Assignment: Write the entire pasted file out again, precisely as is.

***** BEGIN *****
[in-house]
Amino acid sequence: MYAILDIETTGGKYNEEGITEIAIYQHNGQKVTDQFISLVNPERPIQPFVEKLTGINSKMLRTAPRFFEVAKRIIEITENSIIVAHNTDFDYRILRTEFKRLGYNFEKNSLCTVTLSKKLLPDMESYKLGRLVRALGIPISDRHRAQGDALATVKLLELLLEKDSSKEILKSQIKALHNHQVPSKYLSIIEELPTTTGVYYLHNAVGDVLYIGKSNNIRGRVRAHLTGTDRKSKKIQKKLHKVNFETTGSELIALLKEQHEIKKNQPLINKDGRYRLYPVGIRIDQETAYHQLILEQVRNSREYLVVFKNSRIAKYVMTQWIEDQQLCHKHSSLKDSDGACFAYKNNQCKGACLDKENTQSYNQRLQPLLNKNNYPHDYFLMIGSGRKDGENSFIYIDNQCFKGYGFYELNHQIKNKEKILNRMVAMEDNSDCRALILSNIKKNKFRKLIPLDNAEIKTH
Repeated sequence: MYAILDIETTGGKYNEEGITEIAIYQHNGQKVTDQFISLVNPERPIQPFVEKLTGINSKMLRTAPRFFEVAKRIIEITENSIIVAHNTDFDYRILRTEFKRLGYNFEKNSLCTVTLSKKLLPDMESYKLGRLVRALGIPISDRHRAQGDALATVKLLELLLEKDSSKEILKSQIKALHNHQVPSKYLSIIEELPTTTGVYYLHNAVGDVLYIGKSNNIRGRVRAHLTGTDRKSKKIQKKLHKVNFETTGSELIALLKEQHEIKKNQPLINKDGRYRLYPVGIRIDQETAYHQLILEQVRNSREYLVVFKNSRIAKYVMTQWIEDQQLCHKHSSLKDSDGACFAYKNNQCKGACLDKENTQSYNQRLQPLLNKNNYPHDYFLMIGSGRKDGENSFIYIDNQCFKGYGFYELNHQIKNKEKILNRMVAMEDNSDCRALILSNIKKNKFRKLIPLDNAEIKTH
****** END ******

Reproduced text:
[in-house]
Amino acid sequence: MYAILDIETTGGKYNEEGITEIAIYQHNGQKVTDQFISLVNPERPIQPFVEKLTGINSKMLRTAPRFFEVAKRIIEITENSIIVAHNTDFDYRILRTEFKRLGYNFEKNSLCTVTLSKKLLPDMESYKLGRLVRALGIPISDRHRAQGDALATVKLLELLLEKDSSKEILKSQIKALHNHQVPSKYLSIIEELPTTTGVYYLHNAVGDVLYIGKSNNIRGRVRAHLTGTDRKSKKIQKKLHKVNFETTGSELIALLKEQHEIKKNQPLINKDGRYRLYPVGIRIDQETAYHQLILEQVRNSREYLVVFKNSRIAKYVMTQWIEDQQLCHKHSSLKDSDGACFAYKNNQCKGACLDKENTQSYNQRLQPLLNKNNYPHDYFLMIGSGRKDGENSFIYIDNQCFKGYGFYELNHQIKNKEKILNRMVAMEDNSDCRALILSNIKKNKFRKLIPLDNAEIKTH
Repeated sequence: MYAILDIETTGGKYNEEGITEIAIYQHNGQKVTDQFISLVNPERPIQPFVEKLTGINSKMLRTAPRFFEVAKRIIEITENSIIVAHNTDFDYRILRTEFKRLGYNFEKNSLCTVTLSKKLLPDMESYKLGRLVRALGIPISDRHRAQGDALATVKLLELLLEKDSSKEILKSQIKALHNHQVPSKYLSIIEELPTTTGVYYLHNAVGDVLYIGKSNNIRGRVRAHLTGTDRKSKKIQKKLHKVNFETTGSELIALLKEQHEIKKNQPLINKDGRYRLYPVGIRIDQETAYHQLILEQVRNSREYLVVFKNSRIAKYVMTQWIEDQQLCHKHSSLKDSDGACFAYKNNQCKGACLDKENTQSYNQRLQPLLNKNNYPHDYFLMIGSGRKDGENSFIYIDNQCFKGYGFYELNHQIKNKEKILNRMVAMEDNSDCRALILSNIKKNKFRKLIPLDNAEIKTH